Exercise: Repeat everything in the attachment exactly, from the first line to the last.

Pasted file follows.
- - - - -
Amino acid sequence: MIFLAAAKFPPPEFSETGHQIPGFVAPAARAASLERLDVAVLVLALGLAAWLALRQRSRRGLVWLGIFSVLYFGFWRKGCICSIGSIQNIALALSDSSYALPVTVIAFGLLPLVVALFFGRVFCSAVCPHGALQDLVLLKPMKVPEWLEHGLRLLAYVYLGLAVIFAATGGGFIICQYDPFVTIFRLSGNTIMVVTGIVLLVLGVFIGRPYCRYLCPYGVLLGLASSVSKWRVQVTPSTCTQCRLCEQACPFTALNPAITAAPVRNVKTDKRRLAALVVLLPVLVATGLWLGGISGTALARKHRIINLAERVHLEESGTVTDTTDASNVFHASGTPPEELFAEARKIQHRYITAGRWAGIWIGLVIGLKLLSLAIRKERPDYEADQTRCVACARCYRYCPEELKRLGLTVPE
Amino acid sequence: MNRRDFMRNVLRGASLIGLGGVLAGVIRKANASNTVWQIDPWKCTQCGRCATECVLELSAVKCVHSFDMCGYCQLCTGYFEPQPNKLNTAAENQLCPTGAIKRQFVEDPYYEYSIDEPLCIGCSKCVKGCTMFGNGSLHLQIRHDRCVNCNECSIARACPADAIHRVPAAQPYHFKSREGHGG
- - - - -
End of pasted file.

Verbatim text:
Amino acid sequence: MIFLAAAKFPPPEFSETGHQIPGFVAPAARAASLERLDVAVLVLALGLAAWLALRQRSRRGLVWLGIFSVLYFGFWRKGCICSIGSIQNIALALSDSSYALPVTVIAFGLLPLVVALFFGRVFCSAVCPHGALQDLVLLKPMKVPEWLEHGLRLLAYVYLGLAVIFAATGGGFIICQYDPFVTIFRLSGNTIMVVTGIVLLVLGVFIGRPYCRYLCPYGVLLGLASSVSKWRVQVTPSTCTQCRLCEQACPFTALNPAITAAPVRNVKTDKRRLAALVVLLPVLVATGLWLGGISGTALARKHRIINLAERVHLEESGTVTDTTDASNVFHASGTPPEELFAEARKIQHRYITAGRWAGIWIGLVIGLKLLSLAIRKERPDYEADQTRCVACARCYRYCPEELKRLGLTVPE
Amino acid sequence: MNRRDFMRNVLRGASLIGLGGVLAGVIRKANASNTVWQIDPWKCTQCGRCATECVLELSAVKCVHSFDMCGYCQLCTGYFEPQPNKLNTAAENQLCPTGAIKRQFVEDPYYEYSIDEPLCIGCSKCVKGCTMFGNGSLHLQIRHDRCVNCNECSIARACPADAIHRVPAAQPYHFKSREGHGG